Thessaloniki Film Festival’s Industry Arm Puts Muscle Behind Green Film Project

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For the first edition of the Evia Film Project, a new initiative launched by the organizers of the Thessaloniki Film Festival, the festival’s industry arm, Agora, hosted a series of events looking to bring both environmentally focused films and sustainable film production to the fore. The program was designed to help revitalize Greece’s second-largest island, which was hit by a devastating series of wildfires last summer.

Speaking to Variety ahead of the festival, Agora head Yianna Sarri stressed the importance of getting the global film community to rethink its ways of doing business in order to make the industry more environmentally friendly. “Sustainability will be in our lives and will stay there – it’s something that we must all really work hard to achieve if we want this planet to continue to exist,” she said.

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At a workshop held in the seaside village of Limni, industry members from across Europe gathered to discuss best practices for green film production, drawing on the blueprint of successful initiatives such as the Trentino Film Commission’s pioneering Green Film program, which created a point-based rating system for film production and a practical blueprint for producers to adopt sustainable practices, offering certification and financial incentives for projects to go green.

Trentino film commissioner Alberto Battocchi stressed that when it comes to green film production, even a modest start is preferable to no action at all. “What’s important for us is to have as many producers as possible take a first step, rather than have a smaller number of producers do the full monty,” he said. “This is something that can’t happen from one day to [the next].”

Dietlind Rott, green film consultant and commissioner at the Lower Austria Film Commission, outlined practical tools to help film productions cut their carbon footprint in areas such as transport, accommodation, catering and waste management. “It’s a practical know-how, it’s a structural know-how,” she said. “It’s…building on awareness that’s already here and raising awareness where it’s not.” Ieva Ūbele, head of industry at the Beldocs documentary film festival in Serbia, said filmmakers should feel emboldened to “ask questions,” adding: “Don’t be afraid.”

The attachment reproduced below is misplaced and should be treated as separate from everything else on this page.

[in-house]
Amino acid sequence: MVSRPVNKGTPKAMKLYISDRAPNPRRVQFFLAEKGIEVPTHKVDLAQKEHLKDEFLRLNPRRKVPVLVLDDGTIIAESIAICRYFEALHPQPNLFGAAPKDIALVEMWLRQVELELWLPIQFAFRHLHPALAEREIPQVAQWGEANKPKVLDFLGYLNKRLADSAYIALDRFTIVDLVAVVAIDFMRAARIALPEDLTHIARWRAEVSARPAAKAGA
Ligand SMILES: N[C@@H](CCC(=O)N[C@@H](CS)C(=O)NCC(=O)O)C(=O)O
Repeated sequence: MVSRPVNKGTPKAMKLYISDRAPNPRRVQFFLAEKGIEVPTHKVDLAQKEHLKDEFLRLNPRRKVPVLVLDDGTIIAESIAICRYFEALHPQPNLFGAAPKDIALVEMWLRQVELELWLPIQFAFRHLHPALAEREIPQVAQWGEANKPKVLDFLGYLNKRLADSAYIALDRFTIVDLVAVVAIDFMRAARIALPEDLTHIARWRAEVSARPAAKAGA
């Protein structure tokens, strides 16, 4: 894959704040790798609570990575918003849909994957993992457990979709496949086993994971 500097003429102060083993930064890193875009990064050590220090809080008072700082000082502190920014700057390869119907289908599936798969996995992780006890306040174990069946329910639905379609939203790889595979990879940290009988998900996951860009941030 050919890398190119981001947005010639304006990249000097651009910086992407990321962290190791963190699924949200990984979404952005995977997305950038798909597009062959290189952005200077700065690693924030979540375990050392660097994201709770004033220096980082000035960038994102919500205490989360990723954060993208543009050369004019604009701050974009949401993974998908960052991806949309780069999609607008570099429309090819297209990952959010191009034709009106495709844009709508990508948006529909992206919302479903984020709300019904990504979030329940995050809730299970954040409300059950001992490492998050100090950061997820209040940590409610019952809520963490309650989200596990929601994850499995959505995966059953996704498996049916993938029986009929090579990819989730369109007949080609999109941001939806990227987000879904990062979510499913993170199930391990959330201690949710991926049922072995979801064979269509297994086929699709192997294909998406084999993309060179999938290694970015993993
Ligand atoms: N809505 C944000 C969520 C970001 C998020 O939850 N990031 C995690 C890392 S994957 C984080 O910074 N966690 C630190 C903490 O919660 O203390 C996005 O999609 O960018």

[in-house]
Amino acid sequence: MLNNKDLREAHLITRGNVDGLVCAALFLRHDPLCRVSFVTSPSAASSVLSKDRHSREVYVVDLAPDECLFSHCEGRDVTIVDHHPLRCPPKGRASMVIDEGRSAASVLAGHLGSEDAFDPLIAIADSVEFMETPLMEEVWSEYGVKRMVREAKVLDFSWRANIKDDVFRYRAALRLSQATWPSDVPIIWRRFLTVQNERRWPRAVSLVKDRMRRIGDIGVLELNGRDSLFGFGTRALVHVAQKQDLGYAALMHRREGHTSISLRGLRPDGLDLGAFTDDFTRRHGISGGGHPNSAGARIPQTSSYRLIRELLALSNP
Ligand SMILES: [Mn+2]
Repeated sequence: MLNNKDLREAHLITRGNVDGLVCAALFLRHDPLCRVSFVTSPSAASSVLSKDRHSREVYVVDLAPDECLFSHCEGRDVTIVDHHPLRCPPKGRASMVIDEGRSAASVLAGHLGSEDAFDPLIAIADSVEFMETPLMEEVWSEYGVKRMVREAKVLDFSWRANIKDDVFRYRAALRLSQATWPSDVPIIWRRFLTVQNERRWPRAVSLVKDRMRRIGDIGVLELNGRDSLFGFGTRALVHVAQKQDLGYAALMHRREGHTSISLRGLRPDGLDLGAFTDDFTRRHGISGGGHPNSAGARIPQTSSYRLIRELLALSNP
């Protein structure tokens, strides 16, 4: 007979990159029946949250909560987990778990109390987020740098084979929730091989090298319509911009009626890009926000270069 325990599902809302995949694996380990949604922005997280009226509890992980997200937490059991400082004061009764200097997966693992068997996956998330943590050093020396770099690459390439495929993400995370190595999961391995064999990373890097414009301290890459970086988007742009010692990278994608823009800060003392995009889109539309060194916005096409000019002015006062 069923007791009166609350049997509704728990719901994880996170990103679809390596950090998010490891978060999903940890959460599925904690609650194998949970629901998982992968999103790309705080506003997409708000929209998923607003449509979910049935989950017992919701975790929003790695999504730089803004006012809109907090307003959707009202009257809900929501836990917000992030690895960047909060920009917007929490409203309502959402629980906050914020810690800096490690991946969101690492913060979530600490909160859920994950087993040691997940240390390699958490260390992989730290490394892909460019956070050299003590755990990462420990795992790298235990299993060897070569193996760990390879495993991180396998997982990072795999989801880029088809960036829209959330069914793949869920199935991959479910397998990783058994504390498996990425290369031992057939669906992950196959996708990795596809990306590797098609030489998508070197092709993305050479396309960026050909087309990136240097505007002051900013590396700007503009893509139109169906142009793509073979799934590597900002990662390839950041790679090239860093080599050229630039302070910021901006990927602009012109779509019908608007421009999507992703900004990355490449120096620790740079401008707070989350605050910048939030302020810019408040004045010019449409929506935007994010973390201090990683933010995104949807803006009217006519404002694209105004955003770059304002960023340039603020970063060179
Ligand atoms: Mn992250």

The Agora set up camp in Edipsos, a resort town renowned for its hot springs which was spared last summer’s devastation, where it hosted a scaled-down version of its pitching forum for films dealing with environmental themes. Six projects in development and five works-in-progress were pitched to international juries and industry guests, vying for a series of awards presented by the festival and its partners.

The selection included films from nine countries exploring a host of environmental issues, from the efforts of two farmers in Jordan to fight back against urbanization and failed government policy (“Harvest Moon”), to a battle being waged by the last urban guerrilla gardeners in Skopje, who are forced to abandon a piece of uninhabited public land which is earmarked for a construction project (“Garden”).

Among the winners was “Unwritten Land” (pictured), by Greece’s Natasha Blatsiou, which was awarded the Evia Film Project in Development Award. The film, which is produced by Blatsiou and Kadriann Kibus for Estonia’s Rebel Frame, is a transmedia documentary about the wild, mountainous region of Greece’s Agrafa, where the construction of a wind farm stirs the local community to action.

It’s a story that hits home for the filmmaker, who has been visiting the Agrafa for 20 years and said she was “shocked” when she learned that a series of massive wind turbines would be built in the unspoiled region.

“I belong to a generation that was violently detached from nature as our parents left villages for the cities in search of a better life. Our relationship to nature and the value of communities built out of the need for survival are issues that run through my work as a creator,” she said. “’Unwritten Land’ is part of this body of work that sheds light into a seemingly naive, but an utmost urgent question: ‘What is our relationship to nature today?'”

Blatsiou continued: “If one looks deep inside I’m sure that they will find quite different answers connected to their personal story, family tree or within their own communities. And let’s not avoid the inevitable consequences of this ‘exercise’: the answers will lead our fight for the places we want to live.” In much of the world – including Evia – the battle has already begun.

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